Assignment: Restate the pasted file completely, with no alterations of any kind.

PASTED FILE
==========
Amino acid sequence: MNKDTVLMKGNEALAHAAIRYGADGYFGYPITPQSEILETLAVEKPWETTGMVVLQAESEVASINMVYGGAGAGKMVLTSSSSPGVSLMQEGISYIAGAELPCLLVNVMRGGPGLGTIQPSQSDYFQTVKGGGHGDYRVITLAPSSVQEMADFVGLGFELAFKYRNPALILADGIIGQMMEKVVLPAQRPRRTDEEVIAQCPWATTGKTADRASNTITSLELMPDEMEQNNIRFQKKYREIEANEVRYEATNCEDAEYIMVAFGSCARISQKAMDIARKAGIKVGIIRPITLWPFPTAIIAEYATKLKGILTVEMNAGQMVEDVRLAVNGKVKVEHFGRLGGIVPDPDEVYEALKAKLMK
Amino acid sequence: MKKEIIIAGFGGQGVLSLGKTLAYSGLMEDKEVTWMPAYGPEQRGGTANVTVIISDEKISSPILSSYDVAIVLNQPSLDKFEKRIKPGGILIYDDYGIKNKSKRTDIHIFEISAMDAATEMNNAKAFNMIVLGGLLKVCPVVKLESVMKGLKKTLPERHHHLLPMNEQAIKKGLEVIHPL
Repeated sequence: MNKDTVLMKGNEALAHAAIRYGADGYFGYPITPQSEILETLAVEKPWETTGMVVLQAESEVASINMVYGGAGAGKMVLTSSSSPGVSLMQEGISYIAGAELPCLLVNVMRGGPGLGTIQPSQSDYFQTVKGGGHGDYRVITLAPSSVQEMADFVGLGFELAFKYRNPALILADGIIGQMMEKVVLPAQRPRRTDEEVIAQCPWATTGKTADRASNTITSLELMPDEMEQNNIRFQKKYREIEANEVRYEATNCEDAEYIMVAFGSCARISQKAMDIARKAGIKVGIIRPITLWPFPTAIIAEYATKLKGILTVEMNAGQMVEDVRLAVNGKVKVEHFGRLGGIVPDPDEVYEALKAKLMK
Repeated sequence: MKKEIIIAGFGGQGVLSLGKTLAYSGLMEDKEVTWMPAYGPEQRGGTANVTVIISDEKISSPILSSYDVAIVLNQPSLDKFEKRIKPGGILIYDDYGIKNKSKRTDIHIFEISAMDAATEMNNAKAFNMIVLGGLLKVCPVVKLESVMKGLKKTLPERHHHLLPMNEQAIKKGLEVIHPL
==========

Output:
Amino acid sequence: MNKDTVLMKGNEALAHAAIRYGADGYFGYPITPQSEILETLAVEKPWETTGMVVLQAESEVASINMVYGGAGAGKMVLTSSSSPGVSLMQEGISYIAGAELPCLLVNVMRGGPGLGTIQPSQSDYFQTVKGGGHGDYRVITLAPSSVQEMADFVGLGFELAFKYRNPALILADGIIGQMMEKVVLPAQRPRRTDEEVIAQCPWATTGKTADRASNTITSLELMPDEMEQNNIRFQKKYREIEANEVRYEATNCEDAEYIMVAFGSCARISQKAMDIARKAGIKVGIIRPITLWPFPTAIIAEYATKLKGILTVEMNAGQMVEDVRLAVNGKVKVEHFGRLGGIVPDPDEVYEALKAKLMK
Amino acid sequence: MKKEIIIAGFGGQGVLSLGKTLAYSGLMEDKEVTWMPAYGPEQRGGTANVTVIISDEKISSPILSSYDVAIVLNQPSLDKFEKRIKPGGILIYDDYGIKNKSKRTDIHIFEISAMDAATEMNNAKAFNMIVLGGLLKVCPVVKLESVMKGLKKTLPERHHHLLPMNEQAIKKGLEVIHPL
Repeated sequence: MNKDTVLMKGNEALAHAAIRYGADGYFGYPITPQSEILETLAVEKPWETTGMVVLQAESEVASINMVYGGAGAGKMVLTSSSSPGVSLMQEGISYIAGAELPCLLVNVMRGGPGLGTIQPSQSDYFQTVKGGGHGDYRVITLAPSSVQEMADFVGLGFELAFKYRNPALILADGIIGQMMEKVVLPAQRPRRTDEEVIAQCPWATTGKTADRASNTITSLELMPDEMEQNNIRFQKKYREIEANEVRYEATNCEDAEYIMVAFGSCARISQKAMDIARKAGIKVGIIRPITLWPFPTAIIAEYATKLKGILTVEMNAGQMVEDVRLAVNGKVKVEHFGRLGGIVPDPDEVYEALKAKLMK
Repeated sequence: MKKEIIIAGFGGQGVLSLGKTLAYSGLMEDKEVTWMPAYGPEQRGGTANVTVIISDEKISSPILSSYDVAIVLNQPSLDKFEKRIKPGGILIYDDYGIKNKSKRTDIHIFEISAMDAATEMNNAKAFNMIVLGGLLKVCPVVKLESVMKGLKKTLPERHHHLLPMNEQAIKKGLEVIHPL